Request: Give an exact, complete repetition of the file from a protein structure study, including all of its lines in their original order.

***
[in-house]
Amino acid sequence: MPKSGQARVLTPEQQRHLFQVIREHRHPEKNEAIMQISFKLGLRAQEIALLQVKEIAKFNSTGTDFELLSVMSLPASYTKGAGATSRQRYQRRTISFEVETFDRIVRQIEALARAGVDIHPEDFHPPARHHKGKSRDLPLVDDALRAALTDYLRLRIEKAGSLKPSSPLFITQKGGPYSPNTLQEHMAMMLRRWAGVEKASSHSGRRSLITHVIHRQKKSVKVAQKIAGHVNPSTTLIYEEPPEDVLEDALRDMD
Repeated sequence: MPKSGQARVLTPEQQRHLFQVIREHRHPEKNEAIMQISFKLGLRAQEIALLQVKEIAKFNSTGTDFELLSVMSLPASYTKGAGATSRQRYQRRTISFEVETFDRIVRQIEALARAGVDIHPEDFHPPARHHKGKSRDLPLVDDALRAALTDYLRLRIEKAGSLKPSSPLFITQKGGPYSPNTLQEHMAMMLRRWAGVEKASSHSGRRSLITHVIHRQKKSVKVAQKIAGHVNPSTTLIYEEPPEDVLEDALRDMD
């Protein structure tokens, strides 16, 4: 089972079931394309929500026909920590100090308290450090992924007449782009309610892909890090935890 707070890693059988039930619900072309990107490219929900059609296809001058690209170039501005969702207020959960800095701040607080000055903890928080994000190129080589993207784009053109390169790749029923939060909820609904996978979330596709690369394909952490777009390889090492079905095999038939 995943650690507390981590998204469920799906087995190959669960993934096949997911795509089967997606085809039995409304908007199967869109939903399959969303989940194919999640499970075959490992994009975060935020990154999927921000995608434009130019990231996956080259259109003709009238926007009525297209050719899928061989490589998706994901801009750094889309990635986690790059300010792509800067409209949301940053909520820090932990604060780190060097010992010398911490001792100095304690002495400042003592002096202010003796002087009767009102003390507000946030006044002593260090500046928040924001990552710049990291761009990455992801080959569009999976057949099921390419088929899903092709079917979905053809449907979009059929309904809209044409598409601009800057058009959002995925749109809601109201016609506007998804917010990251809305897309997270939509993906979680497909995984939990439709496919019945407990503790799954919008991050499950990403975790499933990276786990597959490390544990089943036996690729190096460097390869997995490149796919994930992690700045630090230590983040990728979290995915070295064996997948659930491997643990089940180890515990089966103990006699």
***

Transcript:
[in-house]
Amino acid sequence: MPKSGQARVLTPEQQRHLFQVIREHRHPEKNEAIMQISFKLGLRAQEIALLQVKEIAKFNSTGTDFELLSVMSLPASYTKGAGATSRQRYQRRTISFEVETFDRIVRQIEALARAGVDIHPEDFHPPARHHKGKSRDLPLVDDALRAALTDYLRLRIEKAGSLKPSSPLFITQKGGPYSPNTLQEHMAMMLRRWAGVEKASSHSGRRSLITHVIHRQKKSVKVAQKIAGHVNPSTTLIYEEPPEDVLEDALRDMD
Repeated sequence: MPKSGQARVLTPEQQRHLFQVIREHRHPEKNEAIMQISFKLGLRAQEIALLQVKEIAKFNSTGTDFELLSVMSLPASYTKGAGATSRQRYQRRTISFEVETFDRIVRQIEALARAGVDIHPEDFHPPARHHKGKSRDLPLVDDALRAALTDYLRLRIEKAGSLKPSSPLFITQKGGPYSPNTLQEHMAMMLRRWAGVEKASSHSGRRSLITHVIHRQKKSVKVAQKIAGHVNPSTTLIYEEPPEDVLEDALRDMD
């Protein structure tokens, strides 16, 4: 089972079931394309929500026909920590100090308290450090992924007449782009309610892909890090935890 707070890693059988039930619900072309990107490219929900059609296809001058690209170039501005969702207020959960800095701040607080000055903890928080994000190129080589993207784009053109390169790749029923939060909820609904996978979330596709690369394909952490777009390889090492079905095999038939 995943650690507390981590998204469920799906087995190959669960993934096949997911795509089967997606085809039995409304908007199967869109939903399959969303989940194919999640499970075959490992994009975060935020990154999927921000995608434009130019990231996956080259259109003709009238926007009525297209050719899928061989490589998706994901801009750094889309990635986690790059300010792509800067409209949301940053909520820090932990604060780190060097010992010398911490001792100095304690002495400042003592002096202010003796002087009767009102003390507000946030006044002593260090500046928040924001990552710049990291761009990455992801080959569009999976057949099921390419088929899903092709079917979905053809449907979009059929309904809209044409598409601009800057058009959002995925749109809601109201016609506007998804917010990251809305897309997270939509993906979680497909995984939990439709496919019945407990503790799954919008991050499950990403975790499933990276786990597959490390544990089943036996690729190096460097390869997995490149796919994930992690700045630090230590983040990728979290995915070295064996997948659930491997643990089940180890515990089966103990006699």